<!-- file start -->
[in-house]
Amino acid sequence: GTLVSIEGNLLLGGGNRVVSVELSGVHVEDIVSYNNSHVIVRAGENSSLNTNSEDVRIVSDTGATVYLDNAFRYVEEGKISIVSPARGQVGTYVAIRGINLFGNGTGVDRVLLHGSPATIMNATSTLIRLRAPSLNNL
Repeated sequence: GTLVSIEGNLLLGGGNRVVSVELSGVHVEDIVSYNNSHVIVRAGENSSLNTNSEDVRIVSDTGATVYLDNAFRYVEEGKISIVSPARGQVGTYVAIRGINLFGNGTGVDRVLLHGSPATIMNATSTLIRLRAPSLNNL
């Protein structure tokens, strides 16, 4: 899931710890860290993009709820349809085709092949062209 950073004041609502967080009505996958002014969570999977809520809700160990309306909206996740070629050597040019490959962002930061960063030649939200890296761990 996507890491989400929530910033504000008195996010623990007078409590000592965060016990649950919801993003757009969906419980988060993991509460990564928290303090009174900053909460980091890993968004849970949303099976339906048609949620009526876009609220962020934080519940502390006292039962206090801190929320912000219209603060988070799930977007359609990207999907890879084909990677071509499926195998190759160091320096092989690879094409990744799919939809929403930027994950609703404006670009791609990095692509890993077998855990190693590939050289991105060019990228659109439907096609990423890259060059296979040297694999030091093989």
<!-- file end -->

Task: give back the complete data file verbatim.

[in-house]
Amino acid sequence: GTLVSIEGNLLLGGGNRVVSVELSGVHVEDIVSYNNSHVIVRAGENSSLNTNSEDVRIVSDTGATVYLDNAFRYVEEGKISIVSPARGQVGTYVAIRGINLFGNGTGVDRVLLHGSPATIMNATSTLIRLRAPSLNNL
Repeated sequence: GTLVSIEGNLLLGGGNRVVSVELSGVHVEDIVSYNNSHVIVRAGENSSLNTNSEDVRIVSDTGATVYLDNAFRYVEEGKISIVSPARGQVGTYVAIRGINLFGNGTGVDRVLLHGSPATIMNATSTLIRLRAPSLNNL
């Protein structure tokens, strides 16, 4: 899931710890860290993009709820349809085709092949062209 950073004041609502967080009505996958002014969570999977809520809700160990309306909206996740070629050597040019490959962002930061960063030649939200890296761990 996507890491989400929530910033504000008195996010623990007078409590000592965060016990649950919801993003757009969906419980988060993991509460990564928290303090009174900053909460980091890993968004849970949303099976339906048609949620009526876009609220962020934080519940502390006292039962206090801190929320912000219209603060988070799930977007359609990207999907890879084909990677071509499926195998190759160091320096092989690879094409990744799919939809929403930027994950609703404006670009791609990095692509890993077998855990190693590939050289991105060019990228659109439907096609990423890259060059296979040297694999030091093989």